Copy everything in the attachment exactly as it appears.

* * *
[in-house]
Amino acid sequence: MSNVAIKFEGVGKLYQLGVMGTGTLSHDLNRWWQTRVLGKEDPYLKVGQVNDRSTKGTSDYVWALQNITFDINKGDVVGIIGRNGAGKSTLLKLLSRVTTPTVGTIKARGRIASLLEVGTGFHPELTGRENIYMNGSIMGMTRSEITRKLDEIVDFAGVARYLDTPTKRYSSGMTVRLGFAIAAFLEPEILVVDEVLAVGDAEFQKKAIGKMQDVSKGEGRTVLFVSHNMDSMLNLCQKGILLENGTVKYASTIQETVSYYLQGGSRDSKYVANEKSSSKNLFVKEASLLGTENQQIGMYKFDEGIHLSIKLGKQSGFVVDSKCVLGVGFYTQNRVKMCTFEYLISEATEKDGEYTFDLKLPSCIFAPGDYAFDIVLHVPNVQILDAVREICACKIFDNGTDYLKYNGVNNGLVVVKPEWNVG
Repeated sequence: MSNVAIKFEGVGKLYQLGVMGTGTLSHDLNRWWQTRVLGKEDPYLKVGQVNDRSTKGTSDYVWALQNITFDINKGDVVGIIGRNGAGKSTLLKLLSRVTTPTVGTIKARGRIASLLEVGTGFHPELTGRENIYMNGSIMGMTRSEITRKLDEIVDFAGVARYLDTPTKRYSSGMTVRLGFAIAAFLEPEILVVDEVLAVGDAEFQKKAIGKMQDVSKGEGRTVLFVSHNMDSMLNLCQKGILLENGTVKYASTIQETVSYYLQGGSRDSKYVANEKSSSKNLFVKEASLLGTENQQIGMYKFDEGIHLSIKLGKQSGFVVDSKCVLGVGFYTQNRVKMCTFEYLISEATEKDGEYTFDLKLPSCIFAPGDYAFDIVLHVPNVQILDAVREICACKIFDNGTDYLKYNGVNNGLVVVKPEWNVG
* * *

[in-house]
Amino acid sequence: MSNVAIKFEGVGKLYQLGVMGTGTLSHDLNRWWQTRVLGKEDPYLKVGQVNDRSTKGTSDYVWALQNITFDINKGDVVGIIGRNGAGKSTLLKLLSRVTTPTVGTIKARGRIASLLEVGTGFHPELTGRENIYMNGSIMGMTRSEITRKLDEIVDFAGVARYLDTPTKRYSSGMTVRLGFAIAAFLEPEILVVDEVLAVGDAEFQKKAIGKMQDVSKGEGRTVLFVSHNMDSMLNLCQKGILLENGTVKYASTIQETVSYYLQGGSRDSKYVANEKSSSKNLFVKEASLLGTENQQIGMYKFDEGIHLSIKLGKQSGFVVDSKCVLGVGFYTQNRVKMCTFEYLISEATEKDGEYTFDLKLPSCIFAPGDYAFDIVLHVPNVQILDAVREICACKIFDNGTDYLKYNGVNNGLVVVKPEWNVG
Repeated sequence: MSNVAIKFEGVGKLYQLGVMGTGTLSHDLNRWWQTRVLGKEDPYLKVGQVNDRSTKGTSDYVWALQNITFDINKGDVVGIIGRNGAGKSTLLKLLSRVTTPTVGTIKARGRIASLLEVGTGFHPELTGRENIYMNGSIMGMTRSEITRKLDEIVDFAGVARYLDTPTKRYSSGMTVRLGFAIAAFLEPEILVVDEVLAVGDAEFQKKAIGKMQDVSKGEGRTVLFVSHNMDSMLNLCQKGILLENGTVKYASTIQETVSYYLQGGSRDSKYVANEKSSSKNLFVKEASLLGTENQQIGMYKFDEGIHLSIKLGKQSGFVVDSKCVLGVGFYTQNRVKMCTFEYLISEATEKDGEYTFDLKLPSCIFAPGDYAFDIVLHVPNVQILDAVREICACKIFDNGTDYLKYNGVNNGLVVVKPEWNVG